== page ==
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I personally enjoy landing in no wind conditions. The reason I often sit them out though is because of the different directions each jumper chooses to land even though there is a designated default landing pattern.....go figure.

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One thing that may be contributing to the new jumpers fear of no wind landings is that student canopies are set up with longer brake lines, making it harder to complete the flare. The limiting of the flaring range makes it harder to slow the canopy down completely...Just a thought.



How did you come up with that? I'm thinking its because you weren't able to stall your student canopy without taking a wrap? That is not the test to see if the brake lines are too long or short. That has nothing to do with being able to have a complete and full flare.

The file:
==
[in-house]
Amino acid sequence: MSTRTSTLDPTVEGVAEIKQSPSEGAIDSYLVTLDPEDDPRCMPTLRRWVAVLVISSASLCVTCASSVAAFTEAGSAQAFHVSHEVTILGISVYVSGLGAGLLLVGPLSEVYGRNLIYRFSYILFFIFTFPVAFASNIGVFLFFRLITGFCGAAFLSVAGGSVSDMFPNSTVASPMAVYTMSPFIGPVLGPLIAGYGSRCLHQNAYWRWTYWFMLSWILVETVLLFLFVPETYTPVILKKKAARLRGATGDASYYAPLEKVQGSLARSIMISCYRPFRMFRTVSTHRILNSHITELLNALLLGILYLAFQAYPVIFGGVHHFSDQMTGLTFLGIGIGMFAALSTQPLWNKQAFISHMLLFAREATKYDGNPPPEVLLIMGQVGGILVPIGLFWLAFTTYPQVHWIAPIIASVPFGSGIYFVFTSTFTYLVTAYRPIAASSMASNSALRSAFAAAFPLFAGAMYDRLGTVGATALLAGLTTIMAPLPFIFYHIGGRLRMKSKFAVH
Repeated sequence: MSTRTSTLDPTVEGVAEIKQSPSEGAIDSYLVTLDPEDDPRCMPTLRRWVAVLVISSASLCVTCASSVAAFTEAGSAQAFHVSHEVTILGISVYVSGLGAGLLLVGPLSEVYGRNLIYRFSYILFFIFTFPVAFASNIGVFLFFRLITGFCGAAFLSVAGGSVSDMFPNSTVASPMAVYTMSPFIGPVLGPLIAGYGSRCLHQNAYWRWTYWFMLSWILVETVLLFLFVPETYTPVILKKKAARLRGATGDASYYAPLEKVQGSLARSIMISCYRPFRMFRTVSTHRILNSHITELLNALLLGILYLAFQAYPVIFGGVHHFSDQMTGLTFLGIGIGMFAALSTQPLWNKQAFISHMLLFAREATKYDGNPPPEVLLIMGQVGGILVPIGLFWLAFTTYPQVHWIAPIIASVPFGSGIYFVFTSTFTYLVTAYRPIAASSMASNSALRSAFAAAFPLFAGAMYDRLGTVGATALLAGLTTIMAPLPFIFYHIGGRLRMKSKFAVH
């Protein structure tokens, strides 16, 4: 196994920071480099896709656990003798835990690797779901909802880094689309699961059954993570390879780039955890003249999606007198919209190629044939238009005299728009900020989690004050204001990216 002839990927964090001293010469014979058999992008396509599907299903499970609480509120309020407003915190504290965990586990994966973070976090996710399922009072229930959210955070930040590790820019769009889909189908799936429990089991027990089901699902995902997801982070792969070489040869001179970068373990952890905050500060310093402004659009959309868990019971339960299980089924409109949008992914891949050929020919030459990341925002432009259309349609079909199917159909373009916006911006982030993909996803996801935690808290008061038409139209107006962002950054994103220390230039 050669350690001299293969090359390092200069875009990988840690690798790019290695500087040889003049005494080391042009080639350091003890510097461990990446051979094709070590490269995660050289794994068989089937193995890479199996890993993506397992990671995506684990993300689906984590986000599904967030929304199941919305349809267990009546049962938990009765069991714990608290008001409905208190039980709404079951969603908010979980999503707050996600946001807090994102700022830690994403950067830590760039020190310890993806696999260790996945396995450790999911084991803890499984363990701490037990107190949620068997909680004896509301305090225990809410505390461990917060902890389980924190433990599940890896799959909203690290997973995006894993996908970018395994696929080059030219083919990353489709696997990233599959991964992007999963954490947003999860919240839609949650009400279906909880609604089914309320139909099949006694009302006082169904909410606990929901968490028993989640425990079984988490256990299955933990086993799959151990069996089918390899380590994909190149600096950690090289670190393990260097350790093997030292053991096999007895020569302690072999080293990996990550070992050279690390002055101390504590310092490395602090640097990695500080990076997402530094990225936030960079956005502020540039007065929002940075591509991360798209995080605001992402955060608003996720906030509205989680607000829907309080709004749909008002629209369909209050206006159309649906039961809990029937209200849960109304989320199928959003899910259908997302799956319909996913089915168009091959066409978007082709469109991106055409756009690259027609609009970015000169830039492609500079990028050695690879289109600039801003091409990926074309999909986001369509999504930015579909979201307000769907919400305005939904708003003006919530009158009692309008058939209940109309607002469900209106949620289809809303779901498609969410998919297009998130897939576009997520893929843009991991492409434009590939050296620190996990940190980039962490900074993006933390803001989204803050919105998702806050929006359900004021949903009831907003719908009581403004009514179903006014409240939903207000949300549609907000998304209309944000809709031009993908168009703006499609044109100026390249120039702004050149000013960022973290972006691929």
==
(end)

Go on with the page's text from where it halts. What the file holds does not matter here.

--"When I die, may I be surrounded by scattered chrome and burning gasoline."

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I jumped on a no wind day the other weekend and crashed. [:/] But I didn't get hurt and it was a good learning experience. I learned that I came in too high and overshot my target and I didn't hold my flare or flare all the way. Won't make that mistake again!

As far as jumpers landing in different directions that is not good. Experienced jumpers KNOW and should always fly the default pattern on a no wind day and if they don't the S&TA should talk to them.